here is a really good reason not to have serious third party candidates

At least, not until we tidy up our Constitution. C.G.P. Grey explains what happens in the event of an Electoral College tie or split vote. Seriously, watch this video — it’s short, and it should put to rest definitively any ideas that the Constitutional Convention was guided by the hand of God:

Holy shit, people.

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5 Responses to here is a really good reason not to have serious third party candidates

  1. Eric says:

    The Constitution is a fundamentally broken document.

    But in this instance, for a change, I’m not sure it’s the Constitutional Convention’s fault. Comparing the system and context we have now with the system and context of the time of the founding is apples and oranges, and this is yet another example of that.

    What I mean is: the Constitutional Convention devised a system in which Presidents would be chosen by state legislatures and the Vice-President would have been whomever was runner-up for President. And the system described by the video clip makes a certain amount of sense when that’s how things are done: if the Electoral College, whose members were chosen and empowered (and perhaps instructed how) to vote by the states can’t make up its collective mind, the election gets pushed over to the states’ usual representative bodies, and nobody’s candidate truly gets left out in the cold (or at least not so much) because split-tickets are incorporated into the original Constitutional design. Oh, and speaking of which: Constitutionally speaking, there aren’t supposed to be political parties. True, the Founders themselves are the ones who screwed that one up, but only after the Constitution had already been written.

    It’s only because we’ve bollixed it up with unitary tickets (by Constitutional amendment), political parties (by history and custom), and the popular vote (by custom and state law) that we end up with apocalyptic scenarios like the ones described in the video. The People aren’t really supposed to pick the President, though, and the Vice-President isn’t supposed to be in cahoots with the President. But we’ve screwed it up. Royally.

    What we need is something like a parliamentary system, of course, and to replace the Presidency with something more like a Prime Minister (whatever we wanted to call it). That won’t happen. And it shouldn’t happen, even though we need it, because our ruling class largely consists of political hacks, greedy sons-of-bitches, and morons; so if we held a Constitutional Convention today, we’d end up with basically the same system of government only with more guns and Jesus.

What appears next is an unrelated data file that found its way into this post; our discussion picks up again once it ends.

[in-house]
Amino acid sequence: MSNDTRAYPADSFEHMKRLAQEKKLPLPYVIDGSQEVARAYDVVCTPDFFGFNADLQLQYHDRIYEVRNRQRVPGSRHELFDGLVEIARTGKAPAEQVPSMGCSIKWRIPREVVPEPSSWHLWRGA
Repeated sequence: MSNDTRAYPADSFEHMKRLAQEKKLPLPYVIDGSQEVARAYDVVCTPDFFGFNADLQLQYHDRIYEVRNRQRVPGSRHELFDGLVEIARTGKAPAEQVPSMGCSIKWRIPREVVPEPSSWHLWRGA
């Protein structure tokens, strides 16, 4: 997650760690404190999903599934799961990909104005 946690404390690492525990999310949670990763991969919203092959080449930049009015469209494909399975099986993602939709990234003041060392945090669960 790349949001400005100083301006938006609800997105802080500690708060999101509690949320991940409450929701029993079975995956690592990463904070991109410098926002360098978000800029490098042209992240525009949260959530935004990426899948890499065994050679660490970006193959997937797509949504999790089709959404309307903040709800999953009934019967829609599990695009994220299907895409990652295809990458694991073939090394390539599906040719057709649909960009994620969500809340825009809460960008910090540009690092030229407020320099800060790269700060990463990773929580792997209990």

• Eric says:

      P.S. I know you know all the history and law stuff, Seth. Loads of exposition were for any readers who wanted a primer, and my apologies if any of it was overly pedantic.

      • thehandsomecamel says:

        Hey, pedantry is welcome here. (Maybe I should put up a sign or something. “Pedants wanted!”) But you’re quite right — the Constitutional Convention isn’t entirely to blame for this one. Still doesn’t seem like the Constitution is quite the “magical document,” as my wife likes to say, that people sometimes pretend.

      • Eric says:

        The Constitution definitely isn’t a magical document, unless by “magical document” you mean, “short-sighted politically compromised workaround based on abstract idealism, some state founding documents that didn’t really scale well, and a weird jury-rigging of the British caste-based democratic system into the context of an essentially casteless frontier society in which the next thing to caste was economic class/ownership status; and the whole thing almost self-destructed at least two times before completely imploding in 1861, less than eighty years from the time it was ratified, but everybody pretended things were mostly the same once the bodies were buried, even though things weren’t”.

        If that’s what you mean by “magical”, the Constitution is more magical than a Siegfried and Roy show, and we’re talking one of the ones where nobody even gets eaten onstage.

  2. Brian says:

    Perhaps, just perhaps, a viable 3rd party would motivate the two dominant parties to actually take the planks in their platforms seriously. As I see it, our problem right now is not the logistics and procedures for selecting the president in the scenarios depicted in the video, but the fact that we essentially only have 2 really crappy candidates to choose from in the election. We’re in bad shape as a nation when our choices are bad and worse, or more government and slightly more government. Maybe a viable 3rd party would make for better quality candidates and parties that were more serious about policy and less about self-preservation.

    Gary Johnson ’12.

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